UNC Again Faces NCAA Extra-Benefits Charge in Academic Case
North Carolina again faces an NCAA charge for providing improper extra benefits tied to its multi-year academic fraud scandal.
The school on Thursday released a third Notice of Allegations (NOA) from the NCAA that outlines rules violations. The notice, dated Dec. 13, includes rewording a charge that had been removed from the first version filed in May 2015 that was tied to athletes’ access to the irregular courses on the Chapel Hill campus. That charge, originally tied to conduct by academic counselors, now focuses on two former staffers in that department while also citing them for violating “principles of ethical conduct.”
It also restores a reference to football and men’s basketball players using problem courses to help maintain eligibility, which was removed before the second version filed in April. UNC has faced five top-level charges in all three versions, including lack of institutional control, though a charge of failure to monitor from the second notice was incorporated within the institutional-control charge in the third notice.
UNC had appeared before an infractions committee panel in October solely to discuss procedural arguments it had made in response to the second NOA. The school also released a Nov. 28 letter from the NCAA in response to that hearing, notifying UNC that the panel had instructed the enforcement staff to revisit the charges to review whether they “are alleged in a fashion to best decide this case.”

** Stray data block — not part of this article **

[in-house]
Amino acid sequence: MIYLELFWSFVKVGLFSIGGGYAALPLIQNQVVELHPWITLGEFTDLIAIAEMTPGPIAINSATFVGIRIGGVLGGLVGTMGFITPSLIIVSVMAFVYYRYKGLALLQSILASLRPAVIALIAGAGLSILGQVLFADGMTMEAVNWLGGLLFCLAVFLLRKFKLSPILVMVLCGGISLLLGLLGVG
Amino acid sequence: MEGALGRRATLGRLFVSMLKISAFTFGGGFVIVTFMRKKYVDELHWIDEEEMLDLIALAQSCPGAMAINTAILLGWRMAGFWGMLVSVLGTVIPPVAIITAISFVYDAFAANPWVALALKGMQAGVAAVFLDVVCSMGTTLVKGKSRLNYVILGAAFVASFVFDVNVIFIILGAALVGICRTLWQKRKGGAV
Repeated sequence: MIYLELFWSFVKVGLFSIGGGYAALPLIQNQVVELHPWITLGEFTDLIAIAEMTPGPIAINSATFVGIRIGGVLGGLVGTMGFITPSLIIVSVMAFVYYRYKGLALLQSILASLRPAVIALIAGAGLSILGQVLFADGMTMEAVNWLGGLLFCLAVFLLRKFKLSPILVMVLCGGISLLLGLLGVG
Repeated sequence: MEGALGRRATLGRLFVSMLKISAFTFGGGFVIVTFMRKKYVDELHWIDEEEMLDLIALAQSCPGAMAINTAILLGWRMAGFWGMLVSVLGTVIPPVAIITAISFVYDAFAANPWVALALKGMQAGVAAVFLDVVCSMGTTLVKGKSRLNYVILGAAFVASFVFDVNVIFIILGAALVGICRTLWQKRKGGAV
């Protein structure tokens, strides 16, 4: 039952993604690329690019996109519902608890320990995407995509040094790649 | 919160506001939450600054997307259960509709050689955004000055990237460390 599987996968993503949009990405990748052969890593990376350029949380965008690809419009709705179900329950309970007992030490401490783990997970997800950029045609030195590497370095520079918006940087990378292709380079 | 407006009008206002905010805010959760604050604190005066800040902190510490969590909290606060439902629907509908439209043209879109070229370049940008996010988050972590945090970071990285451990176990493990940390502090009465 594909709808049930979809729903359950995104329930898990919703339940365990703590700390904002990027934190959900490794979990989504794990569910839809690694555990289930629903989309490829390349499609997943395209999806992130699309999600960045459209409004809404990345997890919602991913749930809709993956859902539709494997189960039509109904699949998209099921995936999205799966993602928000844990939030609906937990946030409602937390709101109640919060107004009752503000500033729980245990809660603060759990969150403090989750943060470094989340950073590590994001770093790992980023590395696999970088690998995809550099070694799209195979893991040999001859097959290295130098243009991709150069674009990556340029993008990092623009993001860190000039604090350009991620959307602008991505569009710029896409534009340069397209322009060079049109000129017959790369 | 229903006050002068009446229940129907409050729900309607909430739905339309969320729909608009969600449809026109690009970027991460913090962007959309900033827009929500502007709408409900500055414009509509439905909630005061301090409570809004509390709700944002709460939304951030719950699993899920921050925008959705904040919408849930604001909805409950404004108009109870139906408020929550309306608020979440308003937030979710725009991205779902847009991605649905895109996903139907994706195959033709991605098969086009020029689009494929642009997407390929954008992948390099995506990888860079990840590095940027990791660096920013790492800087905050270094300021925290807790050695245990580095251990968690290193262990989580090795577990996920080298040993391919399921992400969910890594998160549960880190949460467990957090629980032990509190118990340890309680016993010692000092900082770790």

Athletic director Bubba Cunningham said in a conference call on Thursday that the school had “serious concerns” about a process he said “has gotten off track.”
“I have to admit I’m surprised and disappointed by the entire third NOA,” Cunningham said. “Again, I have never seen three notices on the same case. And the charge of the enforcement staff is to investigate and properly assess the facts to bylaws, and to have such a moving target is confounding to me.”
UNC had challenged the NCAA’s jurisdiction and said its accreditation agency was the proper authority to handle academic issues as part of its procedural arguments leading to the October hearing. Part of those issues also dealt with how much information should be used from a 2014 investigation conducted by former U.S. Justice Department official Kenneth Wainstein into the problems in the formerly named African and Afro-American Studies (AFAM) department.
Wainstein’s report focused on courses requiring only a research paper or two while offering GPA-boosting grades, with many misidentified as lecture courses that didn’t meet. Wainstein estimated more than 3,100 students were affected between 1993 and 2011, with athletes across numerous sports accounting for roughly half the enrollments.
Three other charges in the third notice remained unchanged, one tied a former women’s basketball academic counselor providing improper help on assignments and one for each of the former AFAM staffers most directly linked to the irregularities for failing to cooperate in the NCAA probe.